Creating a Synthesis of Research on Racial and Ethnic Disparities in Health Care

Using quality assurance techniques to overcome racial and ethnic differences in health care

Researchers at the City University of New York (CUNY) analyzed previous research on racial and ethnic disparities in health care delivery and created an annotated bibliography of the research, Annotated Bibliography on Racial and Ethnic Disparities in Health Care, which was in draft form when this report was written.

Key Results:

  • The bibliography is organized by major disease or treatment categories, and it discusses the differential treatment of patients from racial and ethnic minorities, the impact of race and ethnicity on physician-patient communication, cultural competency training of health professionals, and issues of trust and mistrust in the health care system.

    It covers numerous studies that have documented highly significant disparities in the allocation of health care resources for African American and Hispanic patients. These disparities have ranged from the most basic components of clinical care to the use of high-tech procedures, including angioplasty, heart bypass surgery, and kidney transplantation.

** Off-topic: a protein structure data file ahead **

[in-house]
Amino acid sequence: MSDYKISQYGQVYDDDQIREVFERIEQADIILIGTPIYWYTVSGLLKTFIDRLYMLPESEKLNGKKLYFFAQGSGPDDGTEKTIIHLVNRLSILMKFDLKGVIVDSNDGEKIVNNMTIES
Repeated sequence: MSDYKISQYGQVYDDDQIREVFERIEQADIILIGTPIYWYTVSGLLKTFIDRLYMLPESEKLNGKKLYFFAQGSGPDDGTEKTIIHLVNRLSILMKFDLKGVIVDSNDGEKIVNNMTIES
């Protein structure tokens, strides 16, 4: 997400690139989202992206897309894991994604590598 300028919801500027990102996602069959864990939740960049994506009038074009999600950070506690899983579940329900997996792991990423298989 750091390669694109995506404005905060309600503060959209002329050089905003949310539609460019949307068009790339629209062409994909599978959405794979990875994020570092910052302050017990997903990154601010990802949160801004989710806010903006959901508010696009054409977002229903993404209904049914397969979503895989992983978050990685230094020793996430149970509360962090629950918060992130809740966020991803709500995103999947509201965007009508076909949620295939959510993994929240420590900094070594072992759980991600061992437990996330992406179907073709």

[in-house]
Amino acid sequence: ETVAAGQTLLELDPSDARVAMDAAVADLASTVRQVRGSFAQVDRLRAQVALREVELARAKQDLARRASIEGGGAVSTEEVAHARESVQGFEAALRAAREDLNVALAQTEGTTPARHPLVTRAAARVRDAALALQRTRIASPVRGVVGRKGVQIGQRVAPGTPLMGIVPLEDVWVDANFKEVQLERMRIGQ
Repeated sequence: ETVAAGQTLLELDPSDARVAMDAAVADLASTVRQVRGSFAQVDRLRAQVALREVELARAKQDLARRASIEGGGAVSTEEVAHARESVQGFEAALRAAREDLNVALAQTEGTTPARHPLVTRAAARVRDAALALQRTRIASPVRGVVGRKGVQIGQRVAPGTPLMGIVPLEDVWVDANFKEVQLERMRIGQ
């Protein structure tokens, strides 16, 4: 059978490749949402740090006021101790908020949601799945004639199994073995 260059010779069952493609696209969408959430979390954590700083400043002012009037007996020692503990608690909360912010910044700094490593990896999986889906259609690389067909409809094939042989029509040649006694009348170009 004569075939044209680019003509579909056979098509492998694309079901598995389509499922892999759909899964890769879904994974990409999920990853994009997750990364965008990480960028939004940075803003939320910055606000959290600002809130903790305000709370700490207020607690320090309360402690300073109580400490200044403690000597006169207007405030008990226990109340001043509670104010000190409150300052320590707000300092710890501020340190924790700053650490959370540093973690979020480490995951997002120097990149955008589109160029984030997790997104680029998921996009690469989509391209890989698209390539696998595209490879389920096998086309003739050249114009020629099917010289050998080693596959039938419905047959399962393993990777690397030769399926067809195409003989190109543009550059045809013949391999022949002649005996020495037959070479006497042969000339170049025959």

Key Findings: Among the key findings in the medical literature, as reported by the project director:

  • There is widespread evidence of significant and persistent disparities in the treatment of African American and Hispanic patients.
  • Disparities are best documented in the treatment of coronary artery disease and in the use of high-tech procedures.
  • "Patient choice" accounts for only a small percentage of the disparities in treatment received, according to recent prospective studies, in which patients and physicians were interviewed.
  • Several studies have demonstrated that racial stereotypes held by physicians (for example, that minorities are unlikely to comply with rehab or have poor social supports) predicted whether an advanced procedure like angioplasty would be denied, while the clinical status of the patient did not.

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